“Tieri?” I asked him, as I pitched in, holding one of the pieces so he could drip ceramite along the break. He somehow managed to get a bit on his finger, yelped, and sucked at his finger, as I made use of my extra speed to grab the implement midair and keep it from dripping ceramite on his legs.

He pulled his finger from his mouth, examining critically a bubble forming on it. “Thanks for catching it,” he said. “How about you fix it and I hold up the pieces? I swear, I need to have three arms for this job.”

“I don’t have three arms,” I said.

“No,” he said, and frowned a little. “But I think you are enhanced beyond… normal human, aren’t you?”

I shrugged, and he seemed about to say something, or ask something. His eyes examined me intently, as if I were some sort of puzzle. But all he said was, “I put Tieri in a bubble bath with toys, and then put her in bed. She was almost asleep. She–” He sighed. “She cried for hours in the safe room. Her father got her in the safe room and got it locked, but I think, though that’s not what she told me, that he had some idea of protecting the house. I don’t know what happened, exactly. But she heard screams. She was very scared.”

“What have you told her about her parents?” I asked.

“That they had to go away a little while,” he said. “And asked me to look after her. That is not unusual enough to make her suspicious. I used to look after her all the time when her parents went to shows or had to go out.”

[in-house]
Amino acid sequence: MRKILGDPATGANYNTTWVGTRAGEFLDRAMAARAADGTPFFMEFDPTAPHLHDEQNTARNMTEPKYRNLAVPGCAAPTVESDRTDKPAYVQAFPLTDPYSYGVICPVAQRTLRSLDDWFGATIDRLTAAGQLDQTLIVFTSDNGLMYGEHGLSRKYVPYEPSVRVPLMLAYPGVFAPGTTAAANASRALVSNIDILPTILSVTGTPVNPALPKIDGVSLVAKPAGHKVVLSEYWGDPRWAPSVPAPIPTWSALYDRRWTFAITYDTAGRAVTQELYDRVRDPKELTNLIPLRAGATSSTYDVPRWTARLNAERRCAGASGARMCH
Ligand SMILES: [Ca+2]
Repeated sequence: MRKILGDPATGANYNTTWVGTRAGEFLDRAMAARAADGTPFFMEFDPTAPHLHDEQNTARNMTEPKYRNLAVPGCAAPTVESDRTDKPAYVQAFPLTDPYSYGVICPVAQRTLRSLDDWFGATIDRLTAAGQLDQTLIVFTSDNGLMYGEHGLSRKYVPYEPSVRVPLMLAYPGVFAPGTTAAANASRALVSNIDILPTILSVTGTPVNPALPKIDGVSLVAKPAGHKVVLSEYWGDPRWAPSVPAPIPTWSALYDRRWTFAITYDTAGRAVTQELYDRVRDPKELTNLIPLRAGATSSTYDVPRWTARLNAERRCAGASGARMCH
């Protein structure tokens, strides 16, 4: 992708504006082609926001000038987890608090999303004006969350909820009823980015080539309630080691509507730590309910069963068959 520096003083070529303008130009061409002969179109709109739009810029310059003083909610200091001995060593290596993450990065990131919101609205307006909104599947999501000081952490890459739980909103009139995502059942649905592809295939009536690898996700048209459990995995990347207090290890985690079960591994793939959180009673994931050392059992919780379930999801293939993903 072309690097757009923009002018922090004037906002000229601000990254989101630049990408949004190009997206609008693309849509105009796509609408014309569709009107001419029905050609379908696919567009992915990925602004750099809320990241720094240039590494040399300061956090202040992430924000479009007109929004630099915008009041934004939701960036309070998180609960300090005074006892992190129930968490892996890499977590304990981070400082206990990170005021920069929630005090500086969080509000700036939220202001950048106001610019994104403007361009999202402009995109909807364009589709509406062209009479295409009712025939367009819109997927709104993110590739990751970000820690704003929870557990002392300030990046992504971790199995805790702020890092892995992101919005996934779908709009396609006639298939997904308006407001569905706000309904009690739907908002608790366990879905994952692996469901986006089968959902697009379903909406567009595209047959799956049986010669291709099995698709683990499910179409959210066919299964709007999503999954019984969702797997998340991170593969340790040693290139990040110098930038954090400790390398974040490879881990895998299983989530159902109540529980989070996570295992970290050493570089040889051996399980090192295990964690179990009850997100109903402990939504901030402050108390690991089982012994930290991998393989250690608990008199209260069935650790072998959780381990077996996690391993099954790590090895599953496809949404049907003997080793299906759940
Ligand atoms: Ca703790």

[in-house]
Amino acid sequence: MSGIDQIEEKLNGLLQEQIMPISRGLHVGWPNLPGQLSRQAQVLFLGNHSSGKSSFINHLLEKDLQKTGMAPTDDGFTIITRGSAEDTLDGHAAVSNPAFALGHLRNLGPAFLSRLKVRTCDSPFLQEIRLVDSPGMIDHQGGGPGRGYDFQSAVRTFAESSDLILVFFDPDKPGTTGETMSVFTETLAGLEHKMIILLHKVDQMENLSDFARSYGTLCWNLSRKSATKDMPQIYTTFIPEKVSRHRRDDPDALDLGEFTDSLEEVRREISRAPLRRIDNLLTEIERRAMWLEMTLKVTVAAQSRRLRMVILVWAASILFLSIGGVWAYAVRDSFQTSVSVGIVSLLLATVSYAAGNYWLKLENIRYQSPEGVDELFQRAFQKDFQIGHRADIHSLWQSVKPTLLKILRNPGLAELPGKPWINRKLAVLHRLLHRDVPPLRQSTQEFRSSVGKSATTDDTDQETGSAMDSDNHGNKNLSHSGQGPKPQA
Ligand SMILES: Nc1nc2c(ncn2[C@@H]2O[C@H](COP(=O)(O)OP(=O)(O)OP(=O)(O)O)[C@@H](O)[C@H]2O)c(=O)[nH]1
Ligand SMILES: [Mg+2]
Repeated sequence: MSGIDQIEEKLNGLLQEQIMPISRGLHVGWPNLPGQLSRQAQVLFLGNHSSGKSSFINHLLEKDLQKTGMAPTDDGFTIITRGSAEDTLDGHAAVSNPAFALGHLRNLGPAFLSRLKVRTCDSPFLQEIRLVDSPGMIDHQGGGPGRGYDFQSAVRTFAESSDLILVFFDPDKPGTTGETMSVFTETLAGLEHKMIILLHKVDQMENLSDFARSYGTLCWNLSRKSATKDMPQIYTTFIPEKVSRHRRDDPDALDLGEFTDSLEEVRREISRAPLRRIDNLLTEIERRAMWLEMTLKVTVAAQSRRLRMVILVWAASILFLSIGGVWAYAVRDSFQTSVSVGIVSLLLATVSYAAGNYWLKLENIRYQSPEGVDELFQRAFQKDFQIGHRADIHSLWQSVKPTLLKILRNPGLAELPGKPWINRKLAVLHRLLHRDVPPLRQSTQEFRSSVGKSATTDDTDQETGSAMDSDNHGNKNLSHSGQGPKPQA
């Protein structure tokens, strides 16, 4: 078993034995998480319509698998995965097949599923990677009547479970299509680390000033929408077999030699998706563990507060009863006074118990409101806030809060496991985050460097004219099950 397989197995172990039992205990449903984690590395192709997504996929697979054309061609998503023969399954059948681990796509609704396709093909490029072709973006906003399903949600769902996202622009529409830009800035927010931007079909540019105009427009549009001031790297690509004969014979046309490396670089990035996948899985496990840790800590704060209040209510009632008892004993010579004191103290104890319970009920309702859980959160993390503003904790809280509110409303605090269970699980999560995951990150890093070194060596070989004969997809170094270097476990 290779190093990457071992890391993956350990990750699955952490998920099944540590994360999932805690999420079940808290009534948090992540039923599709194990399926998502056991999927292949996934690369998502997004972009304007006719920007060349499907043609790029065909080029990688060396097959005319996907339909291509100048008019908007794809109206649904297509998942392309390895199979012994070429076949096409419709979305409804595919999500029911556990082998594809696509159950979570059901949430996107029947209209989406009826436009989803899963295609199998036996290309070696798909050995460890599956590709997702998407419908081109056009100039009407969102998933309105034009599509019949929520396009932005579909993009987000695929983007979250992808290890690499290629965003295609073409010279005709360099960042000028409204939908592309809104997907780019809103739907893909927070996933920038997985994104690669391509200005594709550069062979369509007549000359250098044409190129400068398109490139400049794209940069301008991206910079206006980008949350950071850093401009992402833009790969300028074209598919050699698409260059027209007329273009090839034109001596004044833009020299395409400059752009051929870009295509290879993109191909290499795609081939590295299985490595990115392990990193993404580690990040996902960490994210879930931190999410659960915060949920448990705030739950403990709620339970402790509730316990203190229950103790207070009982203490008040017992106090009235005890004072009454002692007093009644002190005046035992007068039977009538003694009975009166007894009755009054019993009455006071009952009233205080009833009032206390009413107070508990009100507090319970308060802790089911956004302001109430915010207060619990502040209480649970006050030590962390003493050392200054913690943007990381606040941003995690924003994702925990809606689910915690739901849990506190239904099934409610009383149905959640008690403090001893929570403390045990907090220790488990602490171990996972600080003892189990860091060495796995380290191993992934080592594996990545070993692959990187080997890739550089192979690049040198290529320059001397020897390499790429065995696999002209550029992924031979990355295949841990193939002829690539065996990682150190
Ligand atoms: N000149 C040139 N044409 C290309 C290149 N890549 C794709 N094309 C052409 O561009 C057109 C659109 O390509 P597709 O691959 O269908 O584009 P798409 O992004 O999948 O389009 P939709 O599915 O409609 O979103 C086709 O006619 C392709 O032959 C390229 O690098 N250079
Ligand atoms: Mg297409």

“Who were they?”

“Family friends.”

“Obviously. Besides that.”

“Francois was the Good Man’s junior trainee accountant,” he said, as though reluctantly.

I frowned. I was still sure this was a targeted attack. It bore all the hallmarks of that, just like the attack on the Duforts had. But why? The doctor of the Good Man might potentially be worth it, but not the junior accountant, surely?

I thought back to the argument between Mailys and Corin, the references to enhanced people and, just now, Corin saying I was surely enhanced. Mailys had intimated he opposed enhanced people. I frowned intently as I fixed the door. We repaired it enough to lock it, and then, after trading a look which meant neither of us was absolutely sure this would be enough, we pushed a tall, heavy display case in front of it, completely blocking the entrance. Even if they — whoever they were — broke through the door, they’d have to break through the display case as well to get to us. Which was good, because I felt like death warmed over after the disasters of the day, and I suspected Mailys and Corin would need to sleep, as well.

When we got done, Mailys was waiting at the inner door to the hall. “I’ve made food,” she said, and added, “Well, not made. Warmed, but… I thought–”

I nodded. Corin said, “I’ll check on Tieri.”

He came back moments later. “She’s asleep with the kitten. I found the kitten’s litter box and moved it to her room. Francois?” he said. “Adelie?”

Mailys made a face and it took me a moment to realize she looked like she was going to cry. “We buried them. In the yard.” She bit her lips. “The — Oh, damn.”

Corin looked like he was waging a mighty internal battle, but all that came out was, “I liked them.”

At that an unholy light danced in Mailys’s eyes, and she said, “I’m glad to know you can make exceptions, Monsieur Dufort.”

“You don’t know anything about me, or what I feel and think,” he said. “How can you think–”

“Shh,” I said, gesturing with my hand towards the upper floor where the child slept. “We are going to need to discuss plans and to weigh things openly, and we can’t do that if she’s awake.”

They both nodded.

“First, we need to know what is happening,” I said. “Out there.”

Mailys found a comlink receiver. It was in a sort of living room, with broad, comfortable seats. We carried our bowls of soup and sat down to watch.

When Corin tuned it to the official newscast, we realized it was much worse than we thought.